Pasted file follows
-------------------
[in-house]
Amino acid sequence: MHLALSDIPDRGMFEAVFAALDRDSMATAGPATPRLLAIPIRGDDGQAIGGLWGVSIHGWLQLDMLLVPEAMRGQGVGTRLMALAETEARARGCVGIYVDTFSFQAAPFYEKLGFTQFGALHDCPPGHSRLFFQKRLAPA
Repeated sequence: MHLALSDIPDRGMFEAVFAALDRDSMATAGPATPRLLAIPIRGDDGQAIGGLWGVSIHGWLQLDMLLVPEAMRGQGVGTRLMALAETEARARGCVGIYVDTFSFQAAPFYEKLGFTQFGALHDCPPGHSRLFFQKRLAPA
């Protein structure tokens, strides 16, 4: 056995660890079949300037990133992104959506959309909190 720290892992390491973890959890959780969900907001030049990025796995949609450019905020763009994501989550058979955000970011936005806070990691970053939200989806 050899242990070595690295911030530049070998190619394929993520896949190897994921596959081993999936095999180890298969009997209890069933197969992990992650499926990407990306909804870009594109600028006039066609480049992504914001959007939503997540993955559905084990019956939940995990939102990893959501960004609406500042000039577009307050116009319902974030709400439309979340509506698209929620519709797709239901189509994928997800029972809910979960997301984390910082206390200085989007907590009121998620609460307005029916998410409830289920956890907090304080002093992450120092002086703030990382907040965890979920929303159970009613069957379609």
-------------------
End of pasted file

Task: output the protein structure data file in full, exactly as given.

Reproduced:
[in-house]
Amino acid sequence: MHLALSDIPDRGMFEAVFAALDRDSMATAGPATPRLLAIPIRGDDGQAIGGLWGVSIHGWLQLDMLLVPEAMRGQGVGTRLMALAETEARARGCVGIYVDTFSFQAAPFYEKLGFTQFGALHDCPPGHSRLFFQKRLAPA
Repeated sequence: MHLALSDIPDRGMFEAVFAALDRDSMATAGPATPRLLAIPIRGDDGQAIGGLWGVSIHGWLQLDMLLVPEAMRGQGVGTRLMALAETEARARGCVGIYVDTFSFQAAPFYEKLGFTQFGALHDCPPGHSRLFFQKRLAPA
């Protein structure tokens, strides 16, 4: 056995660890079949300037990133992104959506959309909190 720290892992390491973890959890959780969900907001030049990025796995949609450019905020763009994501989550058979955000970011936005806070990691970053939200989806 050899242990070595690295911030530049070998190619394929993520896949190897994921596959081993999936095999180890298969009997209890069933197969992990992650499926990407990306909804870009594109600028006039066609480049992504914001959007939503997540993955559905084990019956939940995990939102990893959501960004609406500042000039577009307050116009319902974030709400439309979340509506698209929620519709797709239901189509994928997800029972809910979960997301984390910082206390200085989007907590009121998620609460307005029916998410409830289920956890907090304080002093992450120092002086703030990382907040965890979920929303159970009613069957379609």